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A CONSUMMATE CORNUCOPIA OF THE AWE-INSPIRING, THE JAW-DROPPING, THE VERY WEIRD AND THE MOST WONDERFUL
A feast of learning, wit and lateral thinking.’’
Dr Allan Chapman, Wadham College, Oxford
weaves wonder into every page. Like a Victorian cabinet of curiosities, it offers a stimulating mix of the puzzling, the bizarre and the thought-provoking.”
Professor Mike Sharples,
Institute of Educational Technology, The Open University
Poetry, philosophy, language, history, art and science in one little book brought together so effortlessly your mind will be buzzing and wanting more!”
Dr Lizzie Burns, Science-Based Artist
The Little Book of Awe and Wonder will pique your curiosity, encourage your humility and arouse your awe at the extraordinary collection of verbal and pictorial observations within its covers a literally awesome birthday present.”
Professor Andrew Briggs, University of Oxford
Matthew McFall’s love, enthusiasm and vast knowledge of all things wondrous he generously shares in this lovely collection; just dipping in one discovers joys and then, as is the nature of wonders, curiosity is rewarded by an uplifting feeling of astonishment.”
Peter Clifford, Actor and Magician
AN INDUBITABLE PHANTASMAGORIA THAT WILL DELIGHT THE HEAD, HAND AND HEART
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Dr Matthew McFall, Agent of Wonder at Nottingham University’s Samworth Academy and Associate of Independent Thinking, has gained acclaim for his work in education that includes the use of Wonder Rooms, Mazes, Labyrinths and Puzzles.
Ian Gilbert is one of the UK's leading educational innovators, speakers and writers with twenty years experience working with young people and educationalists around the world. He is the founder of Independent Thinking Ltd, the editor of the Independent Thinking Press and the author of a number of titles including Why Do I Need a Teacher When I've Got Google?. His book The Little Book of Thunks won the first education book award from the Society of Authors for 'an outstanding example of traditionally published non-fiction that enhances teaching and learning'.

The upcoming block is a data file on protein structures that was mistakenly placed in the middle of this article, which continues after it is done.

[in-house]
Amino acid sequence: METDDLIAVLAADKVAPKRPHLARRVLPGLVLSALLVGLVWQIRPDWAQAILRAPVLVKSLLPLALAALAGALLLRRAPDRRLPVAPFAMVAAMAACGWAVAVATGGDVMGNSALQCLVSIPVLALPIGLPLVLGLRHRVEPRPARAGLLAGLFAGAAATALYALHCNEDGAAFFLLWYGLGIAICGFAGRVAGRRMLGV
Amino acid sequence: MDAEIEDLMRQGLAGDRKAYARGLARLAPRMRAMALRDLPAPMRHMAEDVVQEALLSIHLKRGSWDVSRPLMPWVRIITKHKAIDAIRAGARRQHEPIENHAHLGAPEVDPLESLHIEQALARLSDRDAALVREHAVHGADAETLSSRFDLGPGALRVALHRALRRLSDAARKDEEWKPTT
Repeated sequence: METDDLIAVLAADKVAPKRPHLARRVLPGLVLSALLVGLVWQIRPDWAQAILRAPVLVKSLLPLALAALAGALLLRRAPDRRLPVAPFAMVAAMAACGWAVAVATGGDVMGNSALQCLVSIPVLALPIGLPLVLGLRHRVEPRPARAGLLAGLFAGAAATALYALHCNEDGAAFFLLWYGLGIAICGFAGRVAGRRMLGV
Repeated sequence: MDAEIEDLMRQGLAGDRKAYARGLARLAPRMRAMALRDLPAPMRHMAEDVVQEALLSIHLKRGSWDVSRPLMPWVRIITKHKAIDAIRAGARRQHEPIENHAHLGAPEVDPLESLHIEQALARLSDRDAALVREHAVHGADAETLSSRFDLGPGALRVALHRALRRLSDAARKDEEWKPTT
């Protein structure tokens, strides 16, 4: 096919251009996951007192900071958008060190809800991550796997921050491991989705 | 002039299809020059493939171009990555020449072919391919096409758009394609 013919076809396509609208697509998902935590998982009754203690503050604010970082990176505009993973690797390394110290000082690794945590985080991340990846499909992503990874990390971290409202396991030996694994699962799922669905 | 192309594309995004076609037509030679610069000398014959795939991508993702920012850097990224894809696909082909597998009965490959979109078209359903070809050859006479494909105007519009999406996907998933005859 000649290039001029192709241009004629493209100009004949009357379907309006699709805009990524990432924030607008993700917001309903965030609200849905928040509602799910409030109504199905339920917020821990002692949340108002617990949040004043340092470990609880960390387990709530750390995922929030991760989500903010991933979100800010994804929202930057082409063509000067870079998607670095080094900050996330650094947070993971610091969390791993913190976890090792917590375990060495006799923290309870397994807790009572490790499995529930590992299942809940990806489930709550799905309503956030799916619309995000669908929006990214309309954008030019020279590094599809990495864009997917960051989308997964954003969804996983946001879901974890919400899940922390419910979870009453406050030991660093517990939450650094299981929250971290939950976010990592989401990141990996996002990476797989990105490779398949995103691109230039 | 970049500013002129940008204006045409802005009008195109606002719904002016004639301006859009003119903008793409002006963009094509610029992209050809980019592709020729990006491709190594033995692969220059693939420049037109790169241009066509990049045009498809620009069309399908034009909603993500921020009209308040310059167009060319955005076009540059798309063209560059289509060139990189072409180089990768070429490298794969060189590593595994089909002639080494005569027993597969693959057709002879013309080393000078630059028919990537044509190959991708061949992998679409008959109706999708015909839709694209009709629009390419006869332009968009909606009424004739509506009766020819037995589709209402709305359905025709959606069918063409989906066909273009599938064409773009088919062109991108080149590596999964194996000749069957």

Excerpt from The Little Book of Awe and Wonder
How To Spot a Desert Island
Looking is one thing. Noticing is something else entirely. Wanting to notice is what starts it off. It is often remarked that the creative ones are the ones who see what everyone else sees but think something different. Who notice new connections. New patterns. But what makes them want to see the world differently to begin with? Why do they not just walk past the wall at the railway station in the middle of England without noticing the tiny desert island growing there?
Curiosity is a useful word. It has the same root as the word curator’. To look after. To take care. Curiosity is what drives people to want to see the world through a different lens. To notice what’s there. And then value what they notice. It is what primes the creative pump. When Einstein was a young boy his father gave him a magnetic compass to play with. He was curious. This curiosity led to him noticing that there was something behind things, something deeply hidden’. Curiosity leads to fascination, curiosity’s bigger brother (although beware obsession, its evil twin). Curiosity isn’t about seeing what isn’t
there. That’s fantasy. It’s about taking delight in discovering what is there. Curiosity says, I wonder what there is? I wonder what? I wonder ’
This is the delight derived from curiosity. Curiosity drives the creative mind. Wonder rewards it. Curiosity motivates us to learn and explore. Wonder is the kickback we get that makes it all worthwhile. S’wonderful.
Wonder is what Matthew McFall does. He has a brain like a museum curator’s sock drawer at midnight. Everything is endlessly fascinating. Everything is eminently collectable. Everything is a stimulus for wonder. It’s this that he brings to his work in education, entrancing the entire school community, young and old, to want to learn. It’s the deliberate process of creating a natural state of wonder that turns learning into the self-satisfying act of satiating one’s own curiosity.
This book, for example. It’s a wonder. If you are curious enough to explore it you will be amazed at the wonder within it. Wasp hairs. Kidney stone crystals. The lost language of Rongorongo. Divided up into six different compartments, this book is a wonder full of wonders. It's a book to dip in and out of, one in
which each page is deliberately there to make you stop. And think. And then see the world differently. The only true voyage of discovery, the only fountain of Eternal Youth, would be not to visit strange lands but to possess other eyes’, as Proust said. This book shows you how every step you take can be a voyage of discovery. How you’ll never be able to look at the world again without wondering. How you’ll wonder how you got this far and noticed so little.
It will show you how to make sure you never fail to notice a tiny desert island again.
Ian Gilbert, Suffolk
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Book Description Independent Thinking Press, 2013. Hardcover. Condition: New. Never used!. Seller Inventory # P111781350019
Book Description Independent Thinking Press, 2013. Hardcover. Condition: New. Ships with Tracking Number! INTERNATIONAL WORLDWIDE Shipping available. Buy with confidence, excellent customer service!. Seller Inventory # 1781350019n